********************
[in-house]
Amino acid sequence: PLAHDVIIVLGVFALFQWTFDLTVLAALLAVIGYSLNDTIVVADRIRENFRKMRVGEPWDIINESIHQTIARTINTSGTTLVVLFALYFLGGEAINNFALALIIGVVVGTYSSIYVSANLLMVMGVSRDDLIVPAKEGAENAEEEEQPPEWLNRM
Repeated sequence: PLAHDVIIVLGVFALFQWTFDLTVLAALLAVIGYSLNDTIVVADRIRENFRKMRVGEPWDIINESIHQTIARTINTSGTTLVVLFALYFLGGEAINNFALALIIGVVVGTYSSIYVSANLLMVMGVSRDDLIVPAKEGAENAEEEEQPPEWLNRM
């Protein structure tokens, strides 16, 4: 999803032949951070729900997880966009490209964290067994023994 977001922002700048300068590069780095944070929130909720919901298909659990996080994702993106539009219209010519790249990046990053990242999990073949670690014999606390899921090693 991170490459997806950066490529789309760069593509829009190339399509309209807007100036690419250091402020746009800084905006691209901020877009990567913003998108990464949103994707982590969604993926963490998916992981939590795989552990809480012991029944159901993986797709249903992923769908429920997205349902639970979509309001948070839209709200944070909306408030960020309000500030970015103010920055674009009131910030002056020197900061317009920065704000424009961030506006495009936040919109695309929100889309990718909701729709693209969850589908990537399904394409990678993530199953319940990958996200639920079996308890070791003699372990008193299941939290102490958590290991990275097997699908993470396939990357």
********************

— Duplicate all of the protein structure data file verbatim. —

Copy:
[in-house]
Amino acid sequence: PLAHDVIIVLGVFALFQWTFDLTVLAALLAVIGYSLNDTIVVADRIRENFRKMRVGEPWDIINESIHQTIARTINTSGTTLVVLFALYFLGGEAINNFALALIIGVVVGTYSSIYVSANLLMVMGVSRDDLIVPAKEGAENAEEEEQPPEWLNRM
Repeated sequence: PLAHDVIIVLGVFALFQWTFDLTVLAALLAVIGYSLNDTIVVADRIRENFRKMRVGEPWDIINESIHQTIARTINTSGTTLVVLFALYFLGGEAINNFALALIIGVVVGTYSSIYVSANLLMVMGVSRDDLIVPAKEGAENAEEEEQPPEWLNRM
């Protein structure tokens, strides 16, 4: 999803032949951070729900997880966009490209964290067994023994 977001922002700048300068590069780095944070929130909720919901298909659990996080994702993106539009219209010519790249990046990053990242999990073949670690014999606390899921090693 991170490459997806950066490529789309760069593509829009190339399509309209807007100036690419250091402020746009800084905006691209901020877009990567913003998108990464949103994707982590969604993926963490998916992981939590795989552990809480012991029944159901993986797709249903992923769908429920997205349902639970979509309001948070839209709200944070909306408030960020309000500030970015103010920055674009009131910030002056020197900061317009920065704000424009961030506006495009936040919109695309929100889309990718909701729709693209969850589908990537399904394409990678993530199953319940990958996200639920079996308890070791003699372990008193299941939290102490958590290991990275097997699908993470396939990357």